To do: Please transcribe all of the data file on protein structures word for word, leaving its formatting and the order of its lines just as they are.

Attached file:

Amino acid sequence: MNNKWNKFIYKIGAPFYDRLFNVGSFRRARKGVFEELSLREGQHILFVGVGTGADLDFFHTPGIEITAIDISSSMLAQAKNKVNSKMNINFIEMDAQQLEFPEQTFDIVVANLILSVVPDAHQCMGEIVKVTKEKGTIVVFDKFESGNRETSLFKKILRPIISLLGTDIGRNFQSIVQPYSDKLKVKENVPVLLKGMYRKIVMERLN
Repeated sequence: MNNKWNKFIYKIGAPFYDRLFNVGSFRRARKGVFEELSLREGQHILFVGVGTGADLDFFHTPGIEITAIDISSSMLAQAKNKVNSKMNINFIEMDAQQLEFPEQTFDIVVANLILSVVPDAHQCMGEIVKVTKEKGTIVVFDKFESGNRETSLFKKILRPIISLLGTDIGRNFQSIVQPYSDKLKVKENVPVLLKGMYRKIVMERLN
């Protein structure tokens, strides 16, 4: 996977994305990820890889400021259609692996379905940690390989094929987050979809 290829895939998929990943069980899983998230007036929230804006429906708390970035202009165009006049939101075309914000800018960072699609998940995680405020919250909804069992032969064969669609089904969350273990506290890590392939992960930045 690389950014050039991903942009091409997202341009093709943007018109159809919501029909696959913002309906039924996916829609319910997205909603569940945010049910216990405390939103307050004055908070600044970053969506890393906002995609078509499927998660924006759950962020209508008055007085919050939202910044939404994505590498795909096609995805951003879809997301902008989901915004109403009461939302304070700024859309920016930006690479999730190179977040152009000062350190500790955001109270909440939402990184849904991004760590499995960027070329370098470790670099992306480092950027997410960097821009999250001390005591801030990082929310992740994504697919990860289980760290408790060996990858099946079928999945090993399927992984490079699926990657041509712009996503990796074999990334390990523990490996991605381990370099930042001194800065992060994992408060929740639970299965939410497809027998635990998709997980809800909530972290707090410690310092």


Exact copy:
Amino acid sequence: MNNKWNKFIYKIGAPFYDRLFNVGSFRRARKGVFEELSLREGQHILFVGVGTGADLDFFHTPGIEITAIDISSSMLAQAKNKVNSKMNINFIEMDAQQLEFPEQTFDIVVANLILSVVPDAHQCMGEIVKVTKEKGTIVVFDKFESGNRETSLFKKILRPIISLLGTDIGRNFQSIVQPYSDKLKVKENVPVLLKGMYRKIVMERLN
Repeated sequence: MNNKWNKFIYKIGAPFYDRLFNVGSFRRARKGVFEELSLREGQHILFVGVGTGADLDFFHTPGIEITAIDISSSMLAQAKNKVNSKMNINFIEMDAQQLEFPEQTFDIVVANLILSVVPDAHQCMGEIVKVTKEKGTIVVFDKFESGNRETSLFKKILRPIISLLGTDIGRNFQSIVQPYSDKLKVKENVPVLLKGMYRKIVMERLN
């Protein structure tokens, strides 16, 4: 996977994305990820890889400021259609692996379905940690390989094929987050979809 290829895939998929990943069980899983998230007036929230804006429906708390970035202009165009006049939101075309914000800018960072699609998940995680405020919250909804069992032969064969669609089904969350273990506290890590392939992960930045 690389950014050039991903942009091409997202341009093709943007018109159809919501029909696959913002309906039924996916829609319910997205909603569940945010049910216990405390939103307050004055908070600044970053969506890393906002995609078509499927998660924006759950962020209508008055007085919050939202910044939404994505590498795909096609995805951003879809997301902008989901915004109403009461939302304070700024859309920016930006690479999730190179977040152009000062350190500790955001109270909440939402990184849904991004760590499995960027070329370098470790670099992306480092950027997410960097821009999250001390005591801030990082929310992740994504697919990860289980760290408790060996990858099946079928999945090993399927992984490079699926990657041509712009996503990796074999990334390990523990490996991605381990370099930042001194800065992060994992408060929740639970299965939410497809027998635990998709997980809800909530972290707090410690310092």